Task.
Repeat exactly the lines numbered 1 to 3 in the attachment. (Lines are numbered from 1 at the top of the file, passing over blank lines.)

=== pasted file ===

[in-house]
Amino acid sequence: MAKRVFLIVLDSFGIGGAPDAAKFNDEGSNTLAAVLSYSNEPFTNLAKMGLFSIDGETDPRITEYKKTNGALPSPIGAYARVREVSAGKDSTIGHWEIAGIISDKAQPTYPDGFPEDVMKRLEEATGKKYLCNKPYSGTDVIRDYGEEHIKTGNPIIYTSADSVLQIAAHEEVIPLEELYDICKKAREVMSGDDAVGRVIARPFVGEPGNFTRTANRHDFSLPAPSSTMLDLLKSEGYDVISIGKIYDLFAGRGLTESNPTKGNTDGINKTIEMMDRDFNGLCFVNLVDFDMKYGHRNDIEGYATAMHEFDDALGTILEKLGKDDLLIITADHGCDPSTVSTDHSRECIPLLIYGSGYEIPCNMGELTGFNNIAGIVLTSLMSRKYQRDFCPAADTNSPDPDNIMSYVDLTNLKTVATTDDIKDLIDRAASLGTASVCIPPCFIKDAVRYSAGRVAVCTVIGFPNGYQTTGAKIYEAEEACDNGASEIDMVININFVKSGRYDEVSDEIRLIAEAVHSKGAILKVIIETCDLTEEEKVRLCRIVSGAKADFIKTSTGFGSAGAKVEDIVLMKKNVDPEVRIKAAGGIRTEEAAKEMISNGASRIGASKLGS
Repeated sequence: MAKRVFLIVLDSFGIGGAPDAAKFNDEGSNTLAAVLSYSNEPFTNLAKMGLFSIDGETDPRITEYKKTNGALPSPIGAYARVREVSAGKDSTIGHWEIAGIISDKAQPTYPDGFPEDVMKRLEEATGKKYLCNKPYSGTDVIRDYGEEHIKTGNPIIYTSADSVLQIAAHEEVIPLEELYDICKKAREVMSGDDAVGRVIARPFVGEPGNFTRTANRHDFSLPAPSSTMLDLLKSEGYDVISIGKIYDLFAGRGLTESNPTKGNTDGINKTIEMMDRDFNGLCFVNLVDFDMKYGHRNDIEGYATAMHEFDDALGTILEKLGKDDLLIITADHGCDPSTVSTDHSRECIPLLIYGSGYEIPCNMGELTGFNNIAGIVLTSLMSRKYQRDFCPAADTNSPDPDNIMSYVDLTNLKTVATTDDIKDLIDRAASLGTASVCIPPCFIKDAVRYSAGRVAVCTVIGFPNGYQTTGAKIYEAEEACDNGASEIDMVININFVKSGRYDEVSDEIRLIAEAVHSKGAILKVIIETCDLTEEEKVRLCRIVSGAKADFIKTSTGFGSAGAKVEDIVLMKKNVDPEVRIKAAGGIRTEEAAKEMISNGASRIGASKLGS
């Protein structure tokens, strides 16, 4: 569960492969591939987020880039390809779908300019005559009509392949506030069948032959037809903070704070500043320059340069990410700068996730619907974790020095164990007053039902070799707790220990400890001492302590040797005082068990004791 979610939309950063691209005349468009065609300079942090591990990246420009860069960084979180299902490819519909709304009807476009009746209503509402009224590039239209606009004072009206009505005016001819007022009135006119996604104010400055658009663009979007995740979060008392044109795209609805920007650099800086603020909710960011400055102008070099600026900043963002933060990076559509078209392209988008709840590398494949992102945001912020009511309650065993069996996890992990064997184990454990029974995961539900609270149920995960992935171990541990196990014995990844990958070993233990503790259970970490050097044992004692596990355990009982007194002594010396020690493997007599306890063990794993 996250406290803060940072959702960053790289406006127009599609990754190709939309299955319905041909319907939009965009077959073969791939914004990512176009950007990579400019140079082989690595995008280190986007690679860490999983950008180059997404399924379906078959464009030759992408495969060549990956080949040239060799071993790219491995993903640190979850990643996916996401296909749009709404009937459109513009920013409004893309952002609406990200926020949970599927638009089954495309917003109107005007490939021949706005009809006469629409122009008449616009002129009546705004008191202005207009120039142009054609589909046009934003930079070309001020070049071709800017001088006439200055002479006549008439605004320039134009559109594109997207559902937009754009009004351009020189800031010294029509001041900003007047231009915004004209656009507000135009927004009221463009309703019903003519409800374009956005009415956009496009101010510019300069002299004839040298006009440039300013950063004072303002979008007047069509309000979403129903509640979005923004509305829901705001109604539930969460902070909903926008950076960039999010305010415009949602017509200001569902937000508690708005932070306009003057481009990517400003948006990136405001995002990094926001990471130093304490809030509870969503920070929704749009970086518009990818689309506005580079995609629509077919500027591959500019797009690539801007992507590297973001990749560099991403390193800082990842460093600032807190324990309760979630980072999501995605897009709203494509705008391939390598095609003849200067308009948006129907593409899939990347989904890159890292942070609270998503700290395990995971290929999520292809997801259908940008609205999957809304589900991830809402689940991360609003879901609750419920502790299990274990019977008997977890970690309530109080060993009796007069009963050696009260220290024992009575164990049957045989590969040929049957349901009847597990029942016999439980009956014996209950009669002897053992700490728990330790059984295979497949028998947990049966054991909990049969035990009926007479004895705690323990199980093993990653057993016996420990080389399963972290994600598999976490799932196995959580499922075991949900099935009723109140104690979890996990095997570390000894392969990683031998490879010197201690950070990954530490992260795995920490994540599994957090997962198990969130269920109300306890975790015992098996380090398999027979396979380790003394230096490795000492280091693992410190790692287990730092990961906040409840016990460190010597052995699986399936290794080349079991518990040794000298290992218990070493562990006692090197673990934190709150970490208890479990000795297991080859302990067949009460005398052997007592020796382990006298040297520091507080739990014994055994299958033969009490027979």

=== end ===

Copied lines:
[in-house]
Amino acid sequence: MAKRVFLIVLDSFGIGGAPDAAKFNDEGSNTLAAVLSYSNEPFTNLAKMGLFSIDGETDPRITEYKKTNGALPSPIGAYARVREVSAGKDSTIGHWEIAGIISDKAQPTYPDGFPEDVMKRLEEATGKKYLCNKPYSGTDVIRDYGEEHIKTGNPIIYTSADSVLQIAAHEEVIPLEELYDICKKAREVMSGDDAVGRVIARPFVGEPGNFTRTANRHDFSLPAPSSTMLDLLKSEGYDVISIGKIYDLFAGRGLTESNPTKGNTDGINKTIEMMDRDFNGLCFVNLVDFDMKYGHRNDIEGYATAMHEFDDALGTILEKLGKDDLLIITADHGCDPSTVSTDHSRECIPLLIYGSGYEIPCNMGELTGFNNIAGIVLTSLMSRKYQRDFCPAADTNSPDPDNIMSYVDLTNLKTVATTDDIKDLIDRAASLGTASVCIPPCFIKDAVRYSAGRVAVCTVIGFPNGYQTTGAKIYEAEEACDNGASEIDMVININFVKSGRYDEVSDEIRLIAEAVHSKGAILKVIIETCDLTEEEKVRLCRIVSGAKADFIKTSTGFGSAGAKVEDIVLMKKNVDPEVRIKAAGGIRTEEAAKEMISNGASRIGASKLGS
Repeated sequence: MAKRVFLIVLDSFGIGGAPDAAKFNDEGSNTLAAVLSYSNEPFTNLAKMGLFSIDGETDPRITEYKKTNGALPSPIGAYARVREVSAGKDSTIGHWEIAGIISDKAQPTYPDGFPEDVMKRLEEATGKKYLCNKPYSGTDVIRDYGEEHIKTGNPIIYTSADSVLQIAAHEEVIPLEELYDICKKAREVMSGDDAVGRVIARPFVGEPGNFTRTANRHDFSLPAPSSTMLDLLKSEGYDVISIGKIYDLFAGRGLTESNPTKGNTDGINKTIEMMDRDFNGLCFVNLVDFDMKYGHRNDIEGYATAMHEFDDALGTILEKLGKDDLLIITADHGCDPSTVSTDHSRECIPLLIYGSGYEIPCNMGELTGFNNIAGIVLTSLMSRKYQRDFCPAADTNSPDPDNIMSYVDLTNLKTVATTDDIKDLIDRAASLGTASVCIPPCFIKDAVRYSAGRVAVCTVIGFPNGYQTTGAKIYEAEEACDNGASEIDMVININFVKSGRYDEVSDEIRLIAEAVHSKGAILKVIIETCDLTEEEKVRLCRIVSGAKADFIKTSTGFGSAGAKVEDIVLMKKNVDPEVRIKAAGGIRTEEAAKEMISNGASRIGASKLGS